SADOW: Oh, Great, Robert Johnson’s Running For Congress

As qualifying for the U.S. House Fifth District seat being vacated by Rep. Rodney Alexander wraps up, a white potentially competitive Democrat plans to enter the contest so that his party may dream of picking off the district. Can this guy make it a reality?

Simply, a black Democrat is unlikely to win, given none of them are close to conservative enough to attract anything beyond the paltry numbers of the hard left/Angry Left among whites within the district. Thus, the party’s only hope is in getting a white Democrat who could demonstrate some crossover appeal to more conservative whites.

And into the ring last week went the hat of State Rep. Robert Johnson, a white Democrat from around former Gov. Edwin Edwards’ old stomping grounds. Johnson perhaps is best known for attacking the Gov. Bobby Jindal Administration’s plans to privatize prison operations in central Louisiana. Although he and others succeeded in stopping that efficiency measure, he did provide a truckload of asinine comments that can be exploited by opponents in his current endeavor by his repeated demonstrably erroneous assertions that streamlining corrections would cost more and by claims that taxpayers had the obligation to pay more in order to increase the number and remuneration of state employees. Making matters tougher, he had less than $15,000 as of the end of 2012 in his state campaign account, which he can use for this contest, and his 2011 personal disclosure form (having filed for an extension for the 2012 edition) shows he might have difficulty in self-financing a sprint to the Oct. 19 election.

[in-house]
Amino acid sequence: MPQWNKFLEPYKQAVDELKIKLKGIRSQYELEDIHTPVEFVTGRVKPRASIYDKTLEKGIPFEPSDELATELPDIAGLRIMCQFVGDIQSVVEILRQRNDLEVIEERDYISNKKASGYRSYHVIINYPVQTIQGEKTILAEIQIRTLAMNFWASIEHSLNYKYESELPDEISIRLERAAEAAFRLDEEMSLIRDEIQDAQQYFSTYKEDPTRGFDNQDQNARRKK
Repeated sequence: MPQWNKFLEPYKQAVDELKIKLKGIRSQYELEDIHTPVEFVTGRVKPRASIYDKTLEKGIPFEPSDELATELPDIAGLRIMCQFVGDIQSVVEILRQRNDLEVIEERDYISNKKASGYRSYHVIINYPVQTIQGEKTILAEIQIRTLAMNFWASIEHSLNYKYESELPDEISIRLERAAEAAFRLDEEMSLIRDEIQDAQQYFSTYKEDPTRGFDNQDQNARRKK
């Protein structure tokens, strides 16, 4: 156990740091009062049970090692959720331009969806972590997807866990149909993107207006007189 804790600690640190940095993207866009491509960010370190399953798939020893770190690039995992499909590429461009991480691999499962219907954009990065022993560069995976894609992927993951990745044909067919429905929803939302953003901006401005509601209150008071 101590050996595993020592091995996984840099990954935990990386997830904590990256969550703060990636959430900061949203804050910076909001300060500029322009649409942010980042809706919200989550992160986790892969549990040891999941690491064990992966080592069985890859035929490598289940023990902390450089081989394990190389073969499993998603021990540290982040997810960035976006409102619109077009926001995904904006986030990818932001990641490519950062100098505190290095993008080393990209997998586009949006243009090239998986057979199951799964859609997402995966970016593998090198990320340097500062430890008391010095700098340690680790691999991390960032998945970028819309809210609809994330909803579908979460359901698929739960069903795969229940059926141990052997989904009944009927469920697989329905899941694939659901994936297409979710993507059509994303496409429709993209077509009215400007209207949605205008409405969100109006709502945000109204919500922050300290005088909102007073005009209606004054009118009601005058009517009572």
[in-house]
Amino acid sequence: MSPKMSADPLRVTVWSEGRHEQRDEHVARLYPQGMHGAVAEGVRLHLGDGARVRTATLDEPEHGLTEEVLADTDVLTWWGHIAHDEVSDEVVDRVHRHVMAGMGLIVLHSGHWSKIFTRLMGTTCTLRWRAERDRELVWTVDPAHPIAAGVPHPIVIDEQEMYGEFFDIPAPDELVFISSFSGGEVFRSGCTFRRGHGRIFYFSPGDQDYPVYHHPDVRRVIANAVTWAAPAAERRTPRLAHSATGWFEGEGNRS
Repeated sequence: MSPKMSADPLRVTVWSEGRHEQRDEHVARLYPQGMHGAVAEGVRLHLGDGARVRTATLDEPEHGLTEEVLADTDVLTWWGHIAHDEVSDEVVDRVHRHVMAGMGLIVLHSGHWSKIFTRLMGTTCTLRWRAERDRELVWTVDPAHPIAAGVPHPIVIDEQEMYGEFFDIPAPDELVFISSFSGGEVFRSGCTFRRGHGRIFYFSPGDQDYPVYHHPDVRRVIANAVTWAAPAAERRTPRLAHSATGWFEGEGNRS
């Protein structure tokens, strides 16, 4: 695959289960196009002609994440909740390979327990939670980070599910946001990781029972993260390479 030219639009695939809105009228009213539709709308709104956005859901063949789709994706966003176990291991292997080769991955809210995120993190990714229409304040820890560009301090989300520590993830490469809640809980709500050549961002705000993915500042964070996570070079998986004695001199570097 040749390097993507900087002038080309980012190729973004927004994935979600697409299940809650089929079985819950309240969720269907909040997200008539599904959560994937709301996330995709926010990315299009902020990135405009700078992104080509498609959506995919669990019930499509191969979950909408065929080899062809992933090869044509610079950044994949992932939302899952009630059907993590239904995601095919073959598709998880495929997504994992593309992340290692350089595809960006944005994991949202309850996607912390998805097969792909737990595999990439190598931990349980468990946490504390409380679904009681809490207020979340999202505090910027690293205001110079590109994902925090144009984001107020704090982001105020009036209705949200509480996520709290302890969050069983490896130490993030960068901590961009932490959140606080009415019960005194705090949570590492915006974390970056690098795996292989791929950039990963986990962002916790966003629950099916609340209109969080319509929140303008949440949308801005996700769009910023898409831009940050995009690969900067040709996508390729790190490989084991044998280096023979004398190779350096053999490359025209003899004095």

Whether Johnson can pull off either scenario largely rests with his competitive GOP opponents. This is because Johnson deliberately will distract from his record in the Legislature of supporting expansion of government by directing his campaign rhetoric to the last bastion for white Democrats to get elected in Louisiana, proclaiming fealty to God and guns. Some of his more significant votes from that record are as follows:

  • In 2013, he voted for HB 532 that set up a constitutional amendment to allow hospitals to charge a “sick tax” on clients and against SB 117 that would have created a commission to formulate standards that would increase efficiency in spending of higher education dollars.
  • In 2012, he voted against HB 61 that addressed the state’s runaway pension deficits that have come about from the overgenerous nature of their benefits (and has voted this way repeatedly on many previous efforts as well), against HB 292 that allowed the referendum that enabled voters to impose term limits on every single school district in the state that didn’t already have them, and against HB 974 and HB 976 that ushered in expanded family choice in schools through vouchers and expanded course choice options and installed a realistic evaluation system of teachers to weed out the incompetents protected under the previous system.